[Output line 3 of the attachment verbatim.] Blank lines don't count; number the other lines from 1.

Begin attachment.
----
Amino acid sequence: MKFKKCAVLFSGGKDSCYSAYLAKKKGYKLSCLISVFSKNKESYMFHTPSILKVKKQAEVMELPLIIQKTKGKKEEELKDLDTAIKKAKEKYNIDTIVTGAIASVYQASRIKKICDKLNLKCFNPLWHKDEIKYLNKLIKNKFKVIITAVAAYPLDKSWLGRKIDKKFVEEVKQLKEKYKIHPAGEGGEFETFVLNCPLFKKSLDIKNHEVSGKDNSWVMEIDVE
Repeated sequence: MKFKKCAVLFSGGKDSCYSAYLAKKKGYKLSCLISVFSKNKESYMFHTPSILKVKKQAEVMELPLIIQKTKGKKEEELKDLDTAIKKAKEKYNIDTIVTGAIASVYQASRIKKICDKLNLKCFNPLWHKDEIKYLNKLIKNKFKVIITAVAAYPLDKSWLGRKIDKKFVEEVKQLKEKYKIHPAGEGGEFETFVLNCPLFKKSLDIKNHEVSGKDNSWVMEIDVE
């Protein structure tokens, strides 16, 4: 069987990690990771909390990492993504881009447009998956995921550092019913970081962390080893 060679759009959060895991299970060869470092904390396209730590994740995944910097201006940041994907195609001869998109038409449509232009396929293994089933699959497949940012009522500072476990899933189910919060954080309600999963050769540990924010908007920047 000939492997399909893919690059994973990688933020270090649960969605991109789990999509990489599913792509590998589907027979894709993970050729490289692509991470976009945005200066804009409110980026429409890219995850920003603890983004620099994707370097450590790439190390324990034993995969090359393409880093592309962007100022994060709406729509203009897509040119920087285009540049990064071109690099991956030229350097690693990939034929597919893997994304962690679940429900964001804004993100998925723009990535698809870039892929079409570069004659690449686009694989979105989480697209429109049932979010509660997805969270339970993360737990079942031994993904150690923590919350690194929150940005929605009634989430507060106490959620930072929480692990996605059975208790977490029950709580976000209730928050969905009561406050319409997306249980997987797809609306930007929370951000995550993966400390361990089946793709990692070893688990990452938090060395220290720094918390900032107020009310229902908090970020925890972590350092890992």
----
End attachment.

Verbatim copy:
């Protein structure tokens, strides 16, 4: 069987990690990771909390990492993504881009447009998956995921550092019913970081962390080893 060679759009959060895991299970060869470092904390396209730590994740995944910097201006940041994907195609001869998109038409449509232009396929293994089933699959497949940012009522500072476990899933189910919060954080309600999963050769540990924010908007920047 000939492997399909893919690059994973990688933020270090649960969605991109789990999509990489599913792509590998589907027979894709993970050729490289692509991470976009945005200066804009409110980026429409890219995850920003603890983004620099994707370097450590790439190390324990034993995969090359393409880093592309962007100022994060709406729509203009897509040119920087285009540049990064071109690099991956030229350097690693990939034929597919893997994304962690679940429900964001804004993100998925723009990535698809870039892929079409570069004659690449686009694989979105989480697209429109049932979010509660997805969270339970993360737990079942031994993904150690923590919350690194929150940005929605009634989430507060106490959620930072929480692990996605059975208790977490029950709580976000209730928050969905009561406050319409997306249980997987797809609306930007929370951000995550993966400390361990089946793709990692070893688990990452938090060395220290720094918390900032107020009310229902908090970020925890972590350092890992």